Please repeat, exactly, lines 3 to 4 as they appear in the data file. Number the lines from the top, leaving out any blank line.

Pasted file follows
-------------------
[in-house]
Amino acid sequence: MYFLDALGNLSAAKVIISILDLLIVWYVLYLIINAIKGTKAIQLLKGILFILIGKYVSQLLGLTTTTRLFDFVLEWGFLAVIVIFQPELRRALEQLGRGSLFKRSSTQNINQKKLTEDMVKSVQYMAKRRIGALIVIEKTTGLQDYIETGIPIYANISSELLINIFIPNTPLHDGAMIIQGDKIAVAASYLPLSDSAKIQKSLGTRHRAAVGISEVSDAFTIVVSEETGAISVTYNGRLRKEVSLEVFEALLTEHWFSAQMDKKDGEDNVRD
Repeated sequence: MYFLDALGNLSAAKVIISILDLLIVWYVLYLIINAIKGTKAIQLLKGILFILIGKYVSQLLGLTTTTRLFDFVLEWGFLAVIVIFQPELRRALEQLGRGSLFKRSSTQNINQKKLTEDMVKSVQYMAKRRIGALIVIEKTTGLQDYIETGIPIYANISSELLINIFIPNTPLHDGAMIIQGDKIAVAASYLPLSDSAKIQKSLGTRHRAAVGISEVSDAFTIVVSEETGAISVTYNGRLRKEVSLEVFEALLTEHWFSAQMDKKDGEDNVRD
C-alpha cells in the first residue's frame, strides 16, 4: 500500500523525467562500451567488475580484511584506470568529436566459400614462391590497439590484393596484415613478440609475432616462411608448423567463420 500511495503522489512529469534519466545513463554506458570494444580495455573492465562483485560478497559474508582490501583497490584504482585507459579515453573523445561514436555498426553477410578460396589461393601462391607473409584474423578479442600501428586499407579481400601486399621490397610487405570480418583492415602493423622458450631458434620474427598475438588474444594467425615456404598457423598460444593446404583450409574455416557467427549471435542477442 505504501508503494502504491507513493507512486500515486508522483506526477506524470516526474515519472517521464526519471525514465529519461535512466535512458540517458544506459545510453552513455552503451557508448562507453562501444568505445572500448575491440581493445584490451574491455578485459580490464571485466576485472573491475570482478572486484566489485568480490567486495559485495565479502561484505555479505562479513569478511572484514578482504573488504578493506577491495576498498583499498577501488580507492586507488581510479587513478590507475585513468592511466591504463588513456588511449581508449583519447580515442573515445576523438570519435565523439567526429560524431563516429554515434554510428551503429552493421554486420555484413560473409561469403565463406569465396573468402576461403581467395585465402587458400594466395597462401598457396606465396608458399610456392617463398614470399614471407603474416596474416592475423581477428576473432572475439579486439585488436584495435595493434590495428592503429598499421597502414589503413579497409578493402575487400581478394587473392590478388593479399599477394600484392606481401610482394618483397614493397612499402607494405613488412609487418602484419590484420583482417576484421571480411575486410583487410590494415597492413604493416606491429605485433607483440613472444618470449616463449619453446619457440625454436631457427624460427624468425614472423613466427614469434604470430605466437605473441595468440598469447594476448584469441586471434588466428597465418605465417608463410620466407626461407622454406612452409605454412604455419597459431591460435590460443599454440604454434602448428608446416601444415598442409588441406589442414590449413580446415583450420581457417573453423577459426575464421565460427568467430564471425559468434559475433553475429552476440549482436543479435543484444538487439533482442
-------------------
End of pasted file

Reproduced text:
Repeated sequence: MYFLDALGNLSAAKVIISILDLLIVWYVLYLIINAIKGTKAIQLLKGILFILIGKYVSQLLGLTTTTRLFDFVLEWGFLAVIVIFQPELRRALEQLGRGSLFKRSSTQNINQKKLTEDMVKSVQYMAKRRIGALIVIEKTTGLQDYIETGIPIYANISSELLINIFIPNTPLHDGAMIIQGDKIAVAASYLPLSDSAKIQKSLGTRHRAAVGISEVSDAFTIVVSEETGAISVTYNGRLRKEVSLEVFEALLTEHWFSAQMDKKDGEDNVRD
C-alpha cells in the first residue's frame, strides 16, 4: 500500500523525467562500451567488475580484511584506470568529436566459400614462391590497439590484393596484415613478440609475432616462411608448423567463420 500511495503522489512529469534519466545513463554506458570494444580495455573492465562483485560478497559474508582490501583497490584504482585507459579515453573523445561514436555498426553477410578460396589461393601462391607473409584474423578479442600501428586499407579481400601486399621490397610487405570480418583492415602493423622458450631458434620474427598475438588474444594467425615456404598457423598460444593446404583450409574455416557467427549471435542477442 505504501508503494502504491507513493507512486500515486508522483506526477506524470516526474515519472517521464526519471525514465529519461535512466535512458540517458544506459545510453552513455552503451557508448562507453562501444568505445572500448575491440581493445584490451574491455578485459580490464571485466576485472573491475570482478572486484566489485568480490567486495559485495565479502561484505555479505562479513569478511572484514578482504573488504578493506577491495576498498583499498577501488580507492586507488581510479587513478590507475585513468592511466591504463588513456588511449581508449583519447580515442573515445576523438570519435565523439567526429560524431563516429554515434554510428551503429552493421554486420555484413560473409561469403565463406569465396573468402576461403581467395585465402587458400594466395597462401598457396606465396608458399610456392617463398614470399614471407603474416596474416592475423581477428576473432572475439579486439585488436584495435595493434590495428592503429598499421597502414589503413579497409578493402575487400581478394587473392590478388593479399599477394600484392606481401610482394618483397614493397612499402607494405613488412609487418602484419590484420583482417576484421571480411575486410583487410590494415597492413604493416606491429605485433607483440613472444618470449616463449619453446619457440625454436631457427624460427624468425614472423613466427614469434604470430605466437605473441595468440598469447594476448584469441586471434588466428597465418605465417608463410620466407626461407622454406612452409605454412604455419597459431591460435590460443599454440604454434602448428608446416601444415598442409588441406589442414590449413580446415583450420581457417573453423577459426575464421565460427568467430564471425559468434559475433553475429552476440549482436543479435543484444538487439533482442